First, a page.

By Stephen L. Antczak for Next Avenue
Stress caused by financial difficulties can become chronic, especially if the financial difficulties are ongoing. So how do you deal with it?
Many people don’t. Money is one of the most difficult subjects for people to talk about. It is also one of the top reasons marriages end in divorce. But there are a few things you can do to handle chronic stress caused by ongoing financial difficulties.
First, consider the source of your stress. Do you have trouble meeting your monthly expenses? Are your bills frequently paid late? Are you getting phone calls from bill collectors? Try to become more financially literate about what’s stressing you out. This means having the complete picture of your financial situation so you can figure out the steps you need to take to improve things. That by itself represents forward progress towards making things better and reducing stress.
Second, consider seeking professional help, like a credit counseling service. This kind of expert may be able to help lower your overall monthly financial commitment. And knowing someone is working to help you can relieve the stress of feeling like the entire burden rests on your shoulders.
Third, buy a personal finance book. This can help you create a plan for moving forward, which will go a long way towards helping with the stress.
Unexpected Ways Financial Stress Can Affect You
Financial stress can affect your health in ways you might not expect.
A 2016 study from researchers at the University of Michigan and the Genesee County Health Department (published in the CDC Journal Preventing Chronic Disease) found that when people experience financial stress, they tend to cut spending on things that have a positive impact on their overall health.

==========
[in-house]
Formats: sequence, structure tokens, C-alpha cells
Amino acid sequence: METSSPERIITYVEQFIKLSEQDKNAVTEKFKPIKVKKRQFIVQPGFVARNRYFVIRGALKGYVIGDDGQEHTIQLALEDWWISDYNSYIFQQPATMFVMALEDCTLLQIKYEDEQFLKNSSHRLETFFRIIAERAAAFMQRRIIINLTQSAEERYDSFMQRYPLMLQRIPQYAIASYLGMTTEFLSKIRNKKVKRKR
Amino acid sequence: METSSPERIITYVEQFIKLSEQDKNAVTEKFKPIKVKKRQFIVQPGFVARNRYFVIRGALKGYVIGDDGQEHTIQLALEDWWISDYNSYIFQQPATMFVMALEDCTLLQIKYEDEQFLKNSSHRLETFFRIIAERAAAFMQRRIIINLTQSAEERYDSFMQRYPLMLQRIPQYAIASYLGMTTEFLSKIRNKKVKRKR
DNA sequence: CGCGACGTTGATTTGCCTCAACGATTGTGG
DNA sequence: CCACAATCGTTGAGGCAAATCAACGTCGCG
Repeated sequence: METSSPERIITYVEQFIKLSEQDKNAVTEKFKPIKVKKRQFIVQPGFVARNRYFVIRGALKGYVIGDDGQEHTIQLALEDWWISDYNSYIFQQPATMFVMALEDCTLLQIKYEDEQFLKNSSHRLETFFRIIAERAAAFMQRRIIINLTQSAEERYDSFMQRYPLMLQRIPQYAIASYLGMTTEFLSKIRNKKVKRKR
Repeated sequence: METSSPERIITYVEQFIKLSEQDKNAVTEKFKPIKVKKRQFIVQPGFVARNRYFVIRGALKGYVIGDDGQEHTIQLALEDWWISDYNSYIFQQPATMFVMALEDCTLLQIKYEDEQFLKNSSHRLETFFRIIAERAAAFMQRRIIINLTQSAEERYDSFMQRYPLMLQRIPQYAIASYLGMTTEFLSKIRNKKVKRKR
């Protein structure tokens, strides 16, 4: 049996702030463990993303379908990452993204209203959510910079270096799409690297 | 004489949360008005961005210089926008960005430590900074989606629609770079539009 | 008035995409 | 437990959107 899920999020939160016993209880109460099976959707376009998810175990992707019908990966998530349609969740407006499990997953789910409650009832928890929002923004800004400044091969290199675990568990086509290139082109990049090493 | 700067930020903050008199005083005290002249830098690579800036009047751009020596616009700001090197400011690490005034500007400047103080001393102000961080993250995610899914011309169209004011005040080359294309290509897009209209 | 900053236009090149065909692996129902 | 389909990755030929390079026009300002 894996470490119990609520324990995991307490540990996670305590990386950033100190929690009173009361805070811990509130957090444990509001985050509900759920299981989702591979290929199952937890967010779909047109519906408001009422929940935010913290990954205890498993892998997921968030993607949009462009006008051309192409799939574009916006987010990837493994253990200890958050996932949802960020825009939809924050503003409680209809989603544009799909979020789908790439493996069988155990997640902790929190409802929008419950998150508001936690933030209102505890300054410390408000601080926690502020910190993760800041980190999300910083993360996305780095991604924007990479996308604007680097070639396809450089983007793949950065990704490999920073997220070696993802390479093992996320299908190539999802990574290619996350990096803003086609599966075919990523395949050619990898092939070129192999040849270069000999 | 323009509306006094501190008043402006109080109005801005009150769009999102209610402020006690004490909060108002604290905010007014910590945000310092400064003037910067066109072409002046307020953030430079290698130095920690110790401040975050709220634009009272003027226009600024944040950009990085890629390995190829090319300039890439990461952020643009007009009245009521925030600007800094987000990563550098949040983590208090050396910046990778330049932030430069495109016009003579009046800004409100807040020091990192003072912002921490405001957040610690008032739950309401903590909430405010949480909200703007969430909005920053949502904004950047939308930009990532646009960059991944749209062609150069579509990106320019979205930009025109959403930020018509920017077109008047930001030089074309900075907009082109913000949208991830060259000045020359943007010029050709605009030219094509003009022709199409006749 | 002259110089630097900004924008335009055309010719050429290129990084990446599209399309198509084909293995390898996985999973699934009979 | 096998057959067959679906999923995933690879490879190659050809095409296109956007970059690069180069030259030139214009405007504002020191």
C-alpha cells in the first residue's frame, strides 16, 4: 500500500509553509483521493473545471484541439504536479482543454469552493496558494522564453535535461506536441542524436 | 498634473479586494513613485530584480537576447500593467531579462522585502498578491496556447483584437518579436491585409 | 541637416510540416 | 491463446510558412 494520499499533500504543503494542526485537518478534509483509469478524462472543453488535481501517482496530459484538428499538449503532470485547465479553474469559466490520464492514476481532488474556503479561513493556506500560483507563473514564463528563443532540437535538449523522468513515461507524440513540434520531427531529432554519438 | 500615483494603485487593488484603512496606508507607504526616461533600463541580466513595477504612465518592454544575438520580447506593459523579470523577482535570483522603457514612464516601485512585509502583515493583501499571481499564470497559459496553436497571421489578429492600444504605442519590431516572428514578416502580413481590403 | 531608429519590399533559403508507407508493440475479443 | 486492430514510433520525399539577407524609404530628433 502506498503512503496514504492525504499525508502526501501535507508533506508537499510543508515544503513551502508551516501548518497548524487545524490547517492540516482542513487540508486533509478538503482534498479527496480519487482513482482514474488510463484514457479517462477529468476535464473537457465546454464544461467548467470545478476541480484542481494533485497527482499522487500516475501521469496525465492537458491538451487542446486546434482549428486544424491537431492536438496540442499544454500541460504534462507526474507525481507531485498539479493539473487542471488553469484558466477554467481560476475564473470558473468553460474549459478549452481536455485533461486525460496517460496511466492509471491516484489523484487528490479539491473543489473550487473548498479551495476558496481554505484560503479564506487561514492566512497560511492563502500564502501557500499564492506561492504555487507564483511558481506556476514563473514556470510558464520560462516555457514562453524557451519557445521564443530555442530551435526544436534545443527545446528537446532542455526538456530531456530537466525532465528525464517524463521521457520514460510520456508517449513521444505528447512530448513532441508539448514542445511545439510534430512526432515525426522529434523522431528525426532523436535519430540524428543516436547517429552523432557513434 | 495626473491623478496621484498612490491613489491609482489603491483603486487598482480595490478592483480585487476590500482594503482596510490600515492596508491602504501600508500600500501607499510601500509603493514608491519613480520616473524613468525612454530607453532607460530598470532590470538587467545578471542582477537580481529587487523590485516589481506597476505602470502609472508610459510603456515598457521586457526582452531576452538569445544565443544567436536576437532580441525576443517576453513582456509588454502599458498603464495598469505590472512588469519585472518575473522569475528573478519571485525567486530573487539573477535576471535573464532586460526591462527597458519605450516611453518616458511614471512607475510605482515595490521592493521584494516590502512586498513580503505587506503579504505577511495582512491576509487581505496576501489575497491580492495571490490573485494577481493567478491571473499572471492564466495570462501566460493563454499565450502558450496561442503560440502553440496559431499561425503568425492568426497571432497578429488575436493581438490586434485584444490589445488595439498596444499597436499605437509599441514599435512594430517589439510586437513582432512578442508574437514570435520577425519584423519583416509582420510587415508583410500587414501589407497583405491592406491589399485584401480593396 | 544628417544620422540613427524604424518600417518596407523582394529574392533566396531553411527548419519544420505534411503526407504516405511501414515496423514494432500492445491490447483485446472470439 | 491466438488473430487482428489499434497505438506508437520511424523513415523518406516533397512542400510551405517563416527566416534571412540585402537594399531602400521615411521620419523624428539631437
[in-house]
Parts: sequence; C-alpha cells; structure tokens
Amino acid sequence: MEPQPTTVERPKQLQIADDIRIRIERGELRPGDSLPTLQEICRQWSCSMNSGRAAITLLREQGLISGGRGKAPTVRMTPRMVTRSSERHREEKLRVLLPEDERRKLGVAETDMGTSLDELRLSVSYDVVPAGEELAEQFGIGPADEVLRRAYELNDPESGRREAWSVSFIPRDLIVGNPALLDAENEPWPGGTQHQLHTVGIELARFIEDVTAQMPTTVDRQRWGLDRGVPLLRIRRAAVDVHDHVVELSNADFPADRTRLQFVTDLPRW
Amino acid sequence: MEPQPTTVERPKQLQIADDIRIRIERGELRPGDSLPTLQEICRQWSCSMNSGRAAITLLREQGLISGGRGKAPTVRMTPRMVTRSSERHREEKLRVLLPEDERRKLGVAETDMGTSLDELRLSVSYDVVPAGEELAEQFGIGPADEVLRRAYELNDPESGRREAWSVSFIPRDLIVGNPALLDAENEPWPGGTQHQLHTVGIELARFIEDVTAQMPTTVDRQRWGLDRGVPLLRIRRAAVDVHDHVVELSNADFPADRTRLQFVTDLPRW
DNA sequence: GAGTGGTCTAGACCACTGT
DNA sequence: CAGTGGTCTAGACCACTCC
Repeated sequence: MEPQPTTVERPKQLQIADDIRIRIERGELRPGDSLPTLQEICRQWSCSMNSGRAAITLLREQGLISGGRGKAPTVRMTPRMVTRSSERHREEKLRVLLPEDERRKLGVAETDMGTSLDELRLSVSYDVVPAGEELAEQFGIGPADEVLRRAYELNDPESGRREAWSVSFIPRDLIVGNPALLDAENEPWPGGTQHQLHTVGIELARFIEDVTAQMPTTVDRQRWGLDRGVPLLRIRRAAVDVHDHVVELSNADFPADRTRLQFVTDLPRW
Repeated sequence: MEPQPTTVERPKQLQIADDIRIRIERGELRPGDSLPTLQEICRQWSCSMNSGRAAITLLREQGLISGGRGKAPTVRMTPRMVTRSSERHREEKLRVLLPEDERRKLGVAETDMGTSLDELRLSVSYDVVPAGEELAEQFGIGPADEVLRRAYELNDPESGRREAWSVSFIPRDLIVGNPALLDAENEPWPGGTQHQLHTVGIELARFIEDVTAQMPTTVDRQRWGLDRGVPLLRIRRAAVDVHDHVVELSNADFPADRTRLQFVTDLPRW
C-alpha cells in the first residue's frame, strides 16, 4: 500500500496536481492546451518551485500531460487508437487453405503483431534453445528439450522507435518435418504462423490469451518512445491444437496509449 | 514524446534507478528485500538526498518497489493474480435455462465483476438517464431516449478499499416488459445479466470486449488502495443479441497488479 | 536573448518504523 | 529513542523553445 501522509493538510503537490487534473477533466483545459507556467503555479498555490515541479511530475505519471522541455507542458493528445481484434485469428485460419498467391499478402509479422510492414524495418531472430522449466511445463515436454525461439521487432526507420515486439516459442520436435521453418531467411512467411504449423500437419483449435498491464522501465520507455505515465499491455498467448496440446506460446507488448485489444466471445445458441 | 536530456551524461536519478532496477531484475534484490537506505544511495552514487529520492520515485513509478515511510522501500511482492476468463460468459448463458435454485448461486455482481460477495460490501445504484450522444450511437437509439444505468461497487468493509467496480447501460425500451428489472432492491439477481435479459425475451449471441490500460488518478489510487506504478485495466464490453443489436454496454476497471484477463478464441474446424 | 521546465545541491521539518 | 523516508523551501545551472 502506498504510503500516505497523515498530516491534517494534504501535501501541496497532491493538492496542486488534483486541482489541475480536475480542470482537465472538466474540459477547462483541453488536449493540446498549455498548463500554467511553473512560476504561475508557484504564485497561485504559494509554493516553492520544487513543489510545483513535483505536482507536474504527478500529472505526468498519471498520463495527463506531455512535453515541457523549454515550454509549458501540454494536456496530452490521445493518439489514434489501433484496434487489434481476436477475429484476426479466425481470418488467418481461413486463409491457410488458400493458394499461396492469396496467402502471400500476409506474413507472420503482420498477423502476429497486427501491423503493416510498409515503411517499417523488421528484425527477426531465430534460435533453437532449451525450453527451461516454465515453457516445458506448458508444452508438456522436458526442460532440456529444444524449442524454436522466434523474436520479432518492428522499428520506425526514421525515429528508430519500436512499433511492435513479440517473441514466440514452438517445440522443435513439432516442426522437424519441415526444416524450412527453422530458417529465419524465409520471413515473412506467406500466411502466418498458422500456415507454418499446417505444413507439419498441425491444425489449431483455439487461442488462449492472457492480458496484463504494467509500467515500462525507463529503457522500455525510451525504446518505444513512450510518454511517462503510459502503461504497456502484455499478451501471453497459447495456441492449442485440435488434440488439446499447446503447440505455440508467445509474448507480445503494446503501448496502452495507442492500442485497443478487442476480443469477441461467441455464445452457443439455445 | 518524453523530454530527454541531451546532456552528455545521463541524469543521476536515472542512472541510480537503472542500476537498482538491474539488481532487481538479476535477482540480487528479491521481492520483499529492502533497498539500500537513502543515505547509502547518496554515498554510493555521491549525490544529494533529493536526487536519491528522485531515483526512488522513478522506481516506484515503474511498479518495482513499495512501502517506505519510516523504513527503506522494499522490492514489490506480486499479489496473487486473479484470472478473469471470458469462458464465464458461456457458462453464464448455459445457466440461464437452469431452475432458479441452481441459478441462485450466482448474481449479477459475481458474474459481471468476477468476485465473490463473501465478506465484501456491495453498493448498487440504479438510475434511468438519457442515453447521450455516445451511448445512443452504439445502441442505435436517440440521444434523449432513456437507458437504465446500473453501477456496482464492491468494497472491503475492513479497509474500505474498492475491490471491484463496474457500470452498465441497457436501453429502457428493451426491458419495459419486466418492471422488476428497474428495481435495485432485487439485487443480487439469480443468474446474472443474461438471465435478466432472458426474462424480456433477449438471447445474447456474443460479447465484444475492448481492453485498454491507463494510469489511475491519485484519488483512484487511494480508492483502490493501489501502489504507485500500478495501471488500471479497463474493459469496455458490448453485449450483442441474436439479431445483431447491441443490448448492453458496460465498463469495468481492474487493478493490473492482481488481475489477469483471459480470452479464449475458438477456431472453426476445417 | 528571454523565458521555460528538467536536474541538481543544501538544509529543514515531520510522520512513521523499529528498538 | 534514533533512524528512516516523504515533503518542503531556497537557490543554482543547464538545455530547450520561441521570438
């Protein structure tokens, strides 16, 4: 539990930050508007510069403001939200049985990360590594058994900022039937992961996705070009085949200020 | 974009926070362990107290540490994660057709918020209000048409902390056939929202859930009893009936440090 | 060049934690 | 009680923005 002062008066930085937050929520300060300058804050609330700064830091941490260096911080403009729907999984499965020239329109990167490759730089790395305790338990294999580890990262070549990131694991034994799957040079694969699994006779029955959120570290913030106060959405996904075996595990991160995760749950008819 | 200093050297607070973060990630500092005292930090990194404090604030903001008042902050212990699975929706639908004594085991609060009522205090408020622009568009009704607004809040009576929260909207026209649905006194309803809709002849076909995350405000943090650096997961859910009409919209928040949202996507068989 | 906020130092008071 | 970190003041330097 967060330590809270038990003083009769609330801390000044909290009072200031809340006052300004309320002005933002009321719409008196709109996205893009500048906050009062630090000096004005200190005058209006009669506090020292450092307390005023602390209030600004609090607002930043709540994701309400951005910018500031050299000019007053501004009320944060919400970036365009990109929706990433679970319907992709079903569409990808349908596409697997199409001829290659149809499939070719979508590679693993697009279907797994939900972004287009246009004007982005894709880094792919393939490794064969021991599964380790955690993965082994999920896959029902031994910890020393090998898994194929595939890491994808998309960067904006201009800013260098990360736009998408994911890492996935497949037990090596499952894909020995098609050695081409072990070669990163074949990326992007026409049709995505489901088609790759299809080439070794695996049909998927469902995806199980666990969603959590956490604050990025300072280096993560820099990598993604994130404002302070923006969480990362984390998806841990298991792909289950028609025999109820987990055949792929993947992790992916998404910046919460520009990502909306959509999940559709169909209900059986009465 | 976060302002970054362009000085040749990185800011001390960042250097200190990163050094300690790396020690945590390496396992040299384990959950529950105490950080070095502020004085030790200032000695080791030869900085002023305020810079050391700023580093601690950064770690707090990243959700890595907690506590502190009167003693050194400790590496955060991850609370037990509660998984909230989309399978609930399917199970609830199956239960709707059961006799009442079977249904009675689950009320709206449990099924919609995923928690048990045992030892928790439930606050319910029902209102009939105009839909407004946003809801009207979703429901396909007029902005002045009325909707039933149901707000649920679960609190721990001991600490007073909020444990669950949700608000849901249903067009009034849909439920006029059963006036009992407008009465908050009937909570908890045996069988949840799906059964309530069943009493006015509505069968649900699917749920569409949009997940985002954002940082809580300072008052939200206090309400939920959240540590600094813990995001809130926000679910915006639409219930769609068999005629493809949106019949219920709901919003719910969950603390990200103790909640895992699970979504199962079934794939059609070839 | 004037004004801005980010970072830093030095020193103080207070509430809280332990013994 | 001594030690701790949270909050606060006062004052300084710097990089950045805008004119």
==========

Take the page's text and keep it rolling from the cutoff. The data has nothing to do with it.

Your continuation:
People may, for instance, underuse medications or cancel visits to their doctor. They might cancel their gym membership and get lured into buying inexpensive, but nutritionally vacant, fast food. Even taking time to work out in the basement or go for a walk can feel like it’s taking time away from doing something that could make extra money.
But some of the things people eliminate or reduce can best combat stress.
Exercise and Stress
Take exercise. In his book, Spark, Dr. John J. Ratey, notes that one of the most effective ways to fight stress is to exercise. In fact, as Ratey says, exercise provides a whole host of mental and emotional benefits — and you don’t need expensive equipment or a gym membership. Any form of moderately difficult exercise done for at least 30 minutes, and on a regular basis, will work wonders.
This is because exercise actually changes your brain by promoting the growth of new brain cells. If you try to learn new things and develop new habits, many of those brain cells will create connections that will reinforce the new, positive behaviors you’re learning. Regular exercise will help you sleep better, too. Stress can make sleep difficult because it can keep you aroused.
A good night’s sleep is also related to better health, a better outlook and greater overall satisfaction with life. A poor night’s sleep is related to increased feelings of anxiety, anger, fatigue, confusion and dissatisfaction with life.
The Importance of Healthy Eating
Eating better is also key. The journal Psychiatric Clinics of North America published a study indicating that “unhealthy eating patterns will only result in an increased level of stress.”
This study also pointed out a sad irony: While people experiencing stress really need nutritious foods that will help them handle their stress, they tend to opt for unhealthy options instead.
Meditation and Mindfulness Training
As you get more into a healthier lifestyle. you might want to try other ways of reducing stress, such as meditating or mindfulness training (as ABC anchor Dan Harris did, which he recounted in his 2014 book, 10% Happier).
A 2011 study, published in the journal NeuroImage, showed that mindfulness stress reduction training like meditation increases certain “intrinsic connectivity networks” in your brain. Translation: it lets you handle stress better.
This story is part of our partnership with Chasing the Dream: Poverty and Opportunity in America, a public media initiative created to stimulate a deeper understanding of the impact of poverty. Major funding is provided by The JPB Foundation. Additional funding is provided by Ford Foundation.